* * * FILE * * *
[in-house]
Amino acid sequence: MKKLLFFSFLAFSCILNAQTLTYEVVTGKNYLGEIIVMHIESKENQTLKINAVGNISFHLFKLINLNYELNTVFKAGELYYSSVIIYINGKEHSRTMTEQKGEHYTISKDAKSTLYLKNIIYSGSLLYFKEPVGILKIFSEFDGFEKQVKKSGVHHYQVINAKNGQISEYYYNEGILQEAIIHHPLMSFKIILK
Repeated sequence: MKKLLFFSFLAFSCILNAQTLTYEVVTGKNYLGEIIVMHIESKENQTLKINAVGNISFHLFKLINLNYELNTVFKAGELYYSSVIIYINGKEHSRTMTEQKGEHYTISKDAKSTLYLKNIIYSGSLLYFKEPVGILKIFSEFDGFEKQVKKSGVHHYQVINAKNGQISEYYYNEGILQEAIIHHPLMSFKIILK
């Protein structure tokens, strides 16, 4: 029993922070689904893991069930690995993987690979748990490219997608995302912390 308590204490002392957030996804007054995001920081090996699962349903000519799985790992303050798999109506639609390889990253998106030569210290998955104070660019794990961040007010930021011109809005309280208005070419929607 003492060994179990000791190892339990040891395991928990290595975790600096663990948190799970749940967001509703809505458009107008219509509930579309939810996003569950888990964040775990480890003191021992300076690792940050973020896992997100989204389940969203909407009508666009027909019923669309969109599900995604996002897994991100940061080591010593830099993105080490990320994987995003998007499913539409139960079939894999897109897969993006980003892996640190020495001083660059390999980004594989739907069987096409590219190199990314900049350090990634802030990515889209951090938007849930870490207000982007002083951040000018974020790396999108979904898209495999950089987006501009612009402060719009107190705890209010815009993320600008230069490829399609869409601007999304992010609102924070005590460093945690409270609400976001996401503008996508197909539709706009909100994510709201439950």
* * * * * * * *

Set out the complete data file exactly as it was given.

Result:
[in-house]
Amino acid sequence: MKKLLFFSFLAFSCILNAQTLTYEVVTGKNYLGEIIVMHIESKENQTLKINAVGNISFHLFKLINLNYELNTVFKAGELYYSSVIIYINGKEHSRTMTEQKGEHYTISKDAKSTLYLKNIIYSGSLLYFKEPVGILKIFSEFDGFEKQVKKSGVHHYQVINAKNGQISEYYYNEGILQEAIIHHPLMSFKIILK
Repeated sequence: MKKLLFFSFLAFSCILNAQTLTYEVVTGKNYLGEIIVMHIESKENQTLKINAVGNISFHLFKLINLNYELNTVFKAGELYYSSVIIYINGKEHSRTMTEQKGEHYTISKDAKSTLYLKNIIYSGSLLYFKEPVGILKIFSEFDGFEKQVKKSGVHHYQVINAKNGQISEYYYNEGILQEAIIHHPLMSFKIILK
């Protein structure tokens, strides 16, 4: 029993922070689904893991069930690995993987690979748990490219997608995302912390 308590204490002392957030996804007054995001920081090996699962349903000519799985790992303050798999109506639609390889990253998106030569210290998955104070660019794990961040007010930021011109809005309280208005070419929607 003492060994179990000791190892339990040891395991928990290595975790600096663990948190799970749940967001509703809505458009107008219509509930579309939810996003569950888990964040775990480890003191021992300076690792940050973020896992997100989204389940969203909407009508666009027909019923669309969109599900995604996002897994991100940061080591010593830099993105080490990320994987995003998007499913539409139960079939894999897109897969993006980003892996640190020495001083660059390999980004594989739907069987096409590219190199990314900049350090990634802030990515889209951090938007849930870490207000982007002083951040000018974020790396999108979904898209495999950089987006501009612009402060719009107190705890209010815009993320600008230069490829399609869409601007999304992010609102924070005590460093945690409270609400976001996401503008996508197909539709706009909100994510709201439950």